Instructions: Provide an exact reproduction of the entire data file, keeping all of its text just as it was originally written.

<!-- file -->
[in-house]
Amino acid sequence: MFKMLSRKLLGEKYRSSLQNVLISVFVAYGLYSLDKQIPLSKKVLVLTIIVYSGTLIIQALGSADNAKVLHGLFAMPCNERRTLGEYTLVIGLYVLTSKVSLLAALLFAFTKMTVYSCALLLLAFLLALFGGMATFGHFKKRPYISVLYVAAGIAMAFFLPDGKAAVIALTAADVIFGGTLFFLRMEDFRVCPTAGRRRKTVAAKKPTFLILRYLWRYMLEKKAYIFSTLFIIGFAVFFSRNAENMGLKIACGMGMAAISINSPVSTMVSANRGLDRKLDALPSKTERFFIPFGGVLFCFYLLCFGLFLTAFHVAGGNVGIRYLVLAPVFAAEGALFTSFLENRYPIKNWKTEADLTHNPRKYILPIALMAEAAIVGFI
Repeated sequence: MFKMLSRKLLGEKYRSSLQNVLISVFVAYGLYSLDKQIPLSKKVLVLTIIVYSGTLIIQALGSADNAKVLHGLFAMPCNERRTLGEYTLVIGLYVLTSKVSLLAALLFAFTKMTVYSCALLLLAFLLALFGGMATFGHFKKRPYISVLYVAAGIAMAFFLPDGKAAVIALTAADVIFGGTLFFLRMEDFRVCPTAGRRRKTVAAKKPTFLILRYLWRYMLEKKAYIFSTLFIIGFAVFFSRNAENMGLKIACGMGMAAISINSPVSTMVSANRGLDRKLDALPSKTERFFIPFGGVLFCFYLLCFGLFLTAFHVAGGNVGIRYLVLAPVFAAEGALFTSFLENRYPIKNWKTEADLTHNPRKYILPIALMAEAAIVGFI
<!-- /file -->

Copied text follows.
[in-house]
Amino acid sequence: MFKMLSRKLLGEKYRSSLQNVLISVFVAYGLYSLDKQIPLSKKVLVLTIIVYSGTLIIQALGSADNAKVLHGLFAMPCNERRTLGEYTLVIGLYVLTSKVSLLAALLFAFTKMTVYSCALLLLAFLLALFGGMATFGHFKKRPYISVLYVAAGIAMAFFLPDGKAAVIALTAADVIFGGTLFFLRMEDFRVCPTAGRRRKTVAAKKPTFLILRYLWRYMLEKKAYIFSTLFIIGFAVFFSRNAENMGLKIACGMGMAAISINSPVSTMVSANRGLDRKLDALPSKTERFFIPFGGVLFCFYLLCFGLFLTAFHVAGGNVGIRYLVLAPVFAAEGALFTSFLENRYPIKNWKTEADLTHNPRKYILPIALMAEAAIVGFI
Repeated sequence: MFKMLSRKLLGEKYRSSLQNVLISVFVAYGLYSLDKQIPLSKKVLVLTIIVYSGTLIIQALGSADNAKVLHGLFAMPCNERRTLGEYTLVIGLYVLTSKVSLLAALLFAFTKMTVYSCALLLLAFLLALFGGMATFGHFKKRPYISVLYVAAGIAMAFFLPDGKAAVIALTAADVIFGGTLFFLRMEDFRVCPTAGRRRKTVAAKKPTFLILRYLWRYMLEKKAYIFSTLFIIGFAVFFSRNAENMGLKIACGMGMAAISINSPVSTMVSANRGLDRKLDALPSKTERFFIPFGGVLFCFYLLCFGLFLTAFHVAGGNVGIRYLVLAPVFAAEGALFTSFLENRYPIKNWKTEADLTHNPRKYILPIALMAEAAIVGFI